The United States of America neither has an interest in having a military base in Namibia nor did it ever approach the Namibian government with such a request.
That strong statement came from the American Embassy in Windhoek, following President Hage Geingob’s interview on BBC’s HARDTalk where he clearly stated that as head of state he had not received such request from the Chinese, while hinting that the Americans had indeed made such a request.
If any nation asks to have a naval base here, its request would have to go through Cabinet and parliament for consideration before any decision is made, Geingob said.
However, the public affairs officer at the US Embassy in Windhoek, Priscilla Ann Hernandez, said the US had never made such request.
“The United States government has no interest in establishing a military base in Namibia. The United States government has never inquired about establishing a military base in Namibia,” Hernandez said.
She was also emphatic that the US government would never question the decision of the Namibian government on such a sovereign issue if the Chinese or any other foreign nation had or were to make such a request.
“The United States government has not questioned the Namibian government about a proposed base by any other nation,” Hernandez said.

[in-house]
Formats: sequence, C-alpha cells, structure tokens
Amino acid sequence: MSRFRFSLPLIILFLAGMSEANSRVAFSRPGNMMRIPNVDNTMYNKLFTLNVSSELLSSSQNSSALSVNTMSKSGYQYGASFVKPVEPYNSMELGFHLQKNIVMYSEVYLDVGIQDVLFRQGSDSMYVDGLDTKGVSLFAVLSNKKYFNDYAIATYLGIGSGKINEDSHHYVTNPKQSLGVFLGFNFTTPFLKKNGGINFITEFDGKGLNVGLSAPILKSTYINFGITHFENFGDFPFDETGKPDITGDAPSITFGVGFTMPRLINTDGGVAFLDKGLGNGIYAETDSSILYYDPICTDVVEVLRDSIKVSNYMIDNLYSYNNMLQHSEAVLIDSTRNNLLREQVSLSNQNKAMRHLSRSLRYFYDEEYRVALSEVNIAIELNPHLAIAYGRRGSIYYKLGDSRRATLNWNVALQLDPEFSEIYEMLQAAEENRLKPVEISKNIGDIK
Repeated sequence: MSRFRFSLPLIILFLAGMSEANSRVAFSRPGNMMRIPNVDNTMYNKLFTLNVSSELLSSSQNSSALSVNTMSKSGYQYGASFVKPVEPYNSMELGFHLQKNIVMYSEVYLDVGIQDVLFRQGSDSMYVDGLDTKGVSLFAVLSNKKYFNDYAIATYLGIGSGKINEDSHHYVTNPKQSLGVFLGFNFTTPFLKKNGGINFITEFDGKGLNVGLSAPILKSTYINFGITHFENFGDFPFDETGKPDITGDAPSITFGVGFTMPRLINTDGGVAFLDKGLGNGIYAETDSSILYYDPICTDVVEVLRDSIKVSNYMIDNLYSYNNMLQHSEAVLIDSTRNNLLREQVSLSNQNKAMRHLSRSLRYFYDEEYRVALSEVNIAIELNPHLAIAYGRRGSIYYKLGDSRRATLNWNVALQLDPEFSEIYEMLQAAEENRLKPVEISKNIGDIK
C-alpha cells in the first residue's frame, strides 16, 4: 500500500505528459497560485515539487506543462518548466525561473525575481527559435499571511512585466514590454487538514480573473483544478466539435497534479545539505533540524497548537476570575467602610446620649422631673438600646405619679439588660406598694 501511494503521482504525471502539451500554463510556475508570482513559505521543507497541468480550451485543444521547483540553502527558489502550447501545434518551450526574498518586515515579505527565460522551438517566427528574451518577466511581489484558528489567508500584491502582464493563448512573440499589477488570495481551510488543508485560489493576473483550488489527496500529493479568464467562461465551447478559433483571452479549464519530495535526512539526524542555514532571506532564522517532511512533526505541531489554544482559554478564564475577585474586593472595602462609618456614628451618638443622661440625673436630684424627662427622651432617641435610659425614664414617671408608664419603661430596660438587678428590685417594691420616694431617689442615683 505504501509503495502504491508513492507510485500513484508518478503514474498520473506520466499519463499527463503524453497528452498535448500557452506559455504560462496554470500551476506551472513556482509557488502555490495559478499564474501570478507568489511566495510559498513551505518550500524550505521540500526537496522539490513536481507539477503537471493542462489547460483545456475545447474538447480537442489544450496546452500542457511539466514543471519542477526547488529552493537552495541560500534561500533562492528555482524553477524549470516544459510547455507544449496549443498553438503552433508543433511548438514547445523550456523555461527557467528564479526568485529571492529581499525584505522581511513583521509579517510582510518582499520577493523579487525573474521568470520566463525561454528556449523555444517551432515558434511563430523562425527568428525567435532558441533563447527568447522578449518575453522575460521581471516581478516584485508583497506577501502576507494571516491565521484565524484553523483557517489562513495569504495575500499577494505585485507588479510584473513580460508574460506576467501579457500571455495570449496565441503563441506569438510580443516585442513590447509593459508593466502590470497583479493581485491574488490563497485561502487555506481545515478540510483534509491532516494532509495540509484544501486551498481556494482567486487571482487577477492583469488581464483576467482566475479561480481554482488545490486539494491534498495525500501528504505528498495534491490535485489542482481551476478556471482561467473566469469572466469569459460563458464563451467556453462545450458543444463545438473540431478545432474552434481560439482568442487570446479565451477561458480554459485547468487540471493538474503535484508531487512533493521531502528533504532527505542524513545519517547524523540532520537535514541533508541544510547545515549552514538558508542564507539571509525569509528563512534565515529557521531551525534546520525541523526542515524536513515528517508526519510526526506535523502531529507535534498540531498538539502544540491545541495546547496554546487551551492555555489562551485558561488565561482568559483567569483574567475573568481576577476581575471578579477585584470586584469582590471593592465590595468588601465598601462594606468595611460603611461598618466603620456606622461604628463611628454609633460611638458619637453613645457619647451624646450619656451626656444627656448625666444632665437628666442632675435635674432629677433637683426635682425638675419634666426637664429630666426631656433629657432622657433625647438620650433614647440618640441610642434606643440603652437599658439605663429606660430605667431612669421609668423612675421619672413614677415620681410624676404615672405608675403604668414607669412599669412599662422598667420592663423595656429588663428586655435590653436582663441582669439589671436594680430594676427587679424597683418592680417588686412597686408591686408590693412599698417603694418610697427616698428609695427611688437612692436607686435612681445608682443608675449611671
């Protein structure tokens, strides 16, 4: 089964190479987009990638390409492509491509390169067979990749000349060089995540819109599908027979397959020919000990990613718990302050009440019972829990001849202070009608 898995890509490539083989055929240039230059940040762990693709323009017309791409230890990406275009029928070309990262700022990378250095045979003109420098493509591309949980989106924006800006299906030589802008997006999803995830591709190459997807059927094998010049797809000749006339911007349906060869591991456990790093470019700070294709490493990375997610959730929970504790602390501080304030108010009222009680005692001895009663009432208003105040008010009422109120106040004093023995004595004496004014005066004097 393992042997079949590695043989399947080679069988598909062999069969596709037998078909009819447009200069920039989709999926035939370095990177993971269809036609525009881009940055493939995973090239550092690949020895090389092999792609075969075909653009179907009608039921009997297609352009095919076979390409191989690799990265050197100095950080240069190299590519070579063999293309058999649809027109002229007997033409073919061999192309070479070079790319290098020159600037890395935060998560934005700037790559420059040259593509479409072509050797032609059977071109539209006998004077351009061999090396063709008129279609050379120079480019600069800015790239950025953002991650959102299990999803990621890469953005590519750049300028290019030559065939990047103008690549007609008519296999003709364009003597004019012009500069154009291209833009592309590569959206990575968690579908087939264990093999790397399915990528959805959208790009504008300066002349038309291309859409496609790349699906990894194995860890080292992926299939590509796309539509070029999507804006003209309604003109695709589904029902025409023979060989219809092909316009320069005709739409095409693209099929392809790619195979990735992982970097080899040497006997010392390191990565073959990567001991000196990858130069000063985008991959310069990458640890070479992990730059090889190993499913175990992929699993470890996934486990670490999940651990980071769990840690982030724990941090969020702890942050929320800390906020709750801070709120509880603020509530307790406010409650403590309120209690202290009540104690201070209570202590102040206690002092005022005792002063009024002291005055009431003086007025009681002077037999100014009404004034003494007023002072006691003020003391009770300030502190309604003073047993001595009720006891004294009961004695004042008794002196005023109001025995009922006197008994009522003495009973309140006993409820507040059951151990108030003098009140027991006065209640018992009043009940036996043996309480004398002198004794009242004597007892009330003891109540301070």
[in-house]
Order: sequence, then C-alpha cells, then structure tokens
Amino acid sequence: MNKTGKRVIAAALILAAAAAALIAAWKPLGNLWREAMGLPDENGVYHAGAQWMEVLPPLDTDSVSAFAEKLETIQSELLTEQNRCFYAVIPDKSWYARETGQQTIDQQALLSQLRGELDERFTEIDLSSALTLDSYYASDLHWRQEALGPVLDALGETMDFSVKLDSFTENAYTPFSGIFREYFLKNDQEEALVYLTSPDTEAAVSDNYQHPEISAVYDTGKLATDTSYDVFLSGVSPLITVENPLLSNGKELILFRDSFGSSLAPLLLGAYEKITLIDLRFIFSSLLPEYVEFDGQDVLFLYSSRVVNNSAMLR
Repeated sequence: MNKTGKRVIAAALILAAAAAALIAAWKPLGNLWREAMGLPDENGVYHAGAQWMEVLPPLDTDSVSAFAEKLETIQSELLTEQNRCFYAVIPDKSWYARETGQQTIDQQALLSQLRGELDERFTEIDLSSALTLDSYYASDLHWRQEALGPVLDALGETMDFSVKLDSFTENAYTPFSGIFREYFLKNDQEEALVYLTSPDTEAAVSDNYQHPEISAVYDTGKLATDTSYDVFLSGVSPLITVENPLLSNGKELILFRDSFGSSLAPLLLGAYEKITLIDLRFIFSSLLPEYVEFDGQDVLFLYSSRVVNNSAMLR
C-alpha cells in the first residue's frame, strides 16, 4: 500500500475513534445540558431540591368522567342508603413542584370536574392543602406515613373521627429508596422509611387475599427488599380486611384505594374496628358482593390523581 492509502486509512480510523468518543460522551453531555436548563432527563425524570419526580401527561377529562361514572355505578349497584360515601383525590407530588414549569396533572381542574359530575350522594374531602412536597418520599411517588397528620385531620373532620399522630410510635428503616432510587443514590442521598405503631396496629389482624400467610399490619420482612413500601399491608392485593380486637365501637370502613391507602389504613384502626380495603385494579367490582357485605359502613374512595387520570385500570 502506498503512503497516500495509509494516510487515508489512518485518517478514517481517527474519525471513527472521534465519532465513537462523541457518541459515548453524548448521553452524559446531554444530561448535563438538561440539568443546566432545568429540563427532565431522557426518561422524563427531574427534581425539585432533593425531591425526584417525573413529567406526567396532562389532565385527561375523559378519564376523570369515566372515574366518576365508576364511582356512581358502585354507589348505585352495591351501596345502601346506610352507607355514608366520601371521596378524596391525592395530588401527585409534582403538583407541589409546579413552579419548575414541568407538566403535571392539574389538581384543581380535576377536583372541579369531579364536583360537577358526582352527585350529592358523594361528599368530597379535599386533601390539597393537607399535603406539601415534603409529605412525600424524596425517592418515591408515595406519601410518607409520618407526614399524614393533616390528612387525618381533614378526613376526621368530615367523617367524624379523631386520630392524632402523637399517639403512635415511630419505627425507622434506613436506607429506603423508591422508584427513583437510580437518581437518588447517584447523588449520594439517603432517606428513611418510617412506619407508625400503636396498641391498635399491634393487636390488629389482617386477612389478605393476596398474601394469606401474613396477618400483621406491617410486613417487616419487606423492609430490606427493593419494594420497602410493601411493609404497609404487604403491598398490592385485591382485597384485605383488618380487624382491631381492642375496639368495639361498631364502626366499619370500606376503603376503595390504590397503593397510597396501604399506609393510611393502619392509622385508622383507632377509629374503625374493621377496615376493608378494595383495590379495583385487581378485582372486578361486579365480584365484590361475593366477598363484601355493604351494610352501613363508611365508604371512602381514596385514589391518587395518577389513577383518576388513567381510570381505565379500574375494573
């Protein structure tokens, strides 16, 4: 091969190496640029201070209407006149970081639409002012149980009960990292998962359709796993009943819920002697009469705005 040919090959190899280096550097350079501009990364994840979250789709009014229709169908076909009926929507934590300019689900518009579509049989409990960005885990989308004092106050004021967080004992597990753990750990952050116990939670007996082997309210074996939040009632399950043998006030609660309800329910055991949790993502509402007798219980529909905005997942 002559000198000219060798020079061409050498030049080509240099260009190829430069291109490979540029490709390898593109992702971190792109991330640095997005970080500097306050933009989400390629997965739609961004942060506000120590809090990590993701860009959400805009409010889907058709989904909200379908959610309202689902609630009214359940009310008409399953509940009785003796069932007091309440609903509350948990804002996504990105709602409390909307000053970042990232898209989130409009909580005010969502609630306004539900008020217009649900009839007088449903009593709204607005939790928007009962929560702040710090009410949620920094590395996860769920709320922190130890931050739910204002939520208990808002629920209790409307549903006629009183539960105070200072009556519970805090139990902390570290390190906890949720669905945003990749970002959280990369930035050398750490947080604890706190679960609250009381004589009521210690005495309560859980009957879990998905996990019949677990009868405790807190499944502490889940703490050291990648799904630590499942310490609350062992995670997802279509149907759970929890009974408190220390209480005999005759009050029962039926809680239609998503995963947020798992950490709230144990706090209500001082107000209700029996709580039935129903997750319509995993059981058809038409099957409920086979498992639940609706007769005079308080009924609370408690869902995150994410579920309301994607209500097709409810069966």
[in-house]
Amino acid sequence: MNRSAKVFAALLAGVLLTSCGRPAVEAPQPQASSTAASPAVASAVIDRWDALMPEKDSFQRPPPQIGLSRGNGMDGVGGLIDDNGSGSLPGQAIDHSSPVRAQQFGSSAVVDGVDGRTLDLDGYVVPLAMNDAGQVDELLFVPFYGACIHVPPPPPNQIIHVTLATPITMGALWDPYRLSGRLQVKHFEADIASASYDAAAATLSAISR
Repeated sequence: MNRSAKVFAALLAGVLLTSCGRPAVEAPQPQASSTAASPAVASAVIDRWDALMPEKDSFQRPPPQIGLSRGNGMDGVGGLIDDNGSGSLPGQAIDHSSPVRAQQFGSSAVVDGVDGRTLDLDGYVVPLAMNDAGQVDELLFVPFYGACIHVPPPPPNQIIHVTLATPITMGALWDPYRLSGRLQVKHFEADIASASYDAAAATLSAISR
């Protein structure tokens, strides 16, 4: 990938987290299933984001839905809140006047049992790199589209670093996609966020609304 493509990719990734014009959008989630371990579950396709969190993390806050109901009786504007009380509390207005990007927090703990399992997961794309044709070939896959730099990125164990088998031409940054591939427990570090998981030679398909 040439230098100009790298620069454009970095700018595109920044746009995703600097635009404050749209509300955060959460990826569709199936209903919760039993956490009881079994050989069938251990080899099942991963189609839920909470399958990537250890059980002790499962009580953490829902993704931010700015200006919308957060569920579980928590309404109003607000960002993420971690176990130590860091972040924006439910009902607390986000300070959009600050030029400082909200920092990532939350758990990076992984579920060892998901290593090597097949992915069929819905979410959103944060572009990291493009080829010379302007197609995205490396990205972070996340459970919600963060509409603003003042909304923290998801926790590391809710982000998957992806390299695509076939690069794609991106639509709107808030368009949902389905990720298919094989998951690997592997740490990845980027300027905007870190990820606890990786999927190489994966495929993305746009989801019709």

During the interview which was broadcast this week Geingob denied knowledge of any plans by the Chinese to set up a naval base in Namibia – a rumour that Western nations have followed with keen interest.
A naval base (military port) is a military base where warships and other naval ships are deployed when they have no mission at sea or want to restock.
Geingob was pressed hard on the naval base allegations during the interview, among a host of other topics. “Do not bring in China into your ideological problems between China and your beliefs. If the Chinese come to us with a proposal, like everyone else does …
“Americans asked for the same thing, we did not decide on any of them,” he said.
Asked whether Namibia would, ideally, allow China to set up a naval base in the country, Geingob said: “If Cabinet and parliament decide, but we are not there yet, you are jumping the gun… I do not know anything about such a proposal. It never came to me, maybe to the former president [Hifikepunye Pohamba].”
Both China and Namibia have repeatedly denied that they plan to set up a naval base in the country, after reports in this regard surfaced towards the end of 2014.
HARDTalk host Sarah Montague pressed Geingob on whether Namibia would accept a proposal from China to establish a naval base in Namibia if such request were to be made in the future.
“If they want to do it in a sovereign country like Namibia, how does that concern you?” the president replied. “That is for Namibians to decide, but I can assure you that there will be no secret deals. It is my country… and it does not affect you.”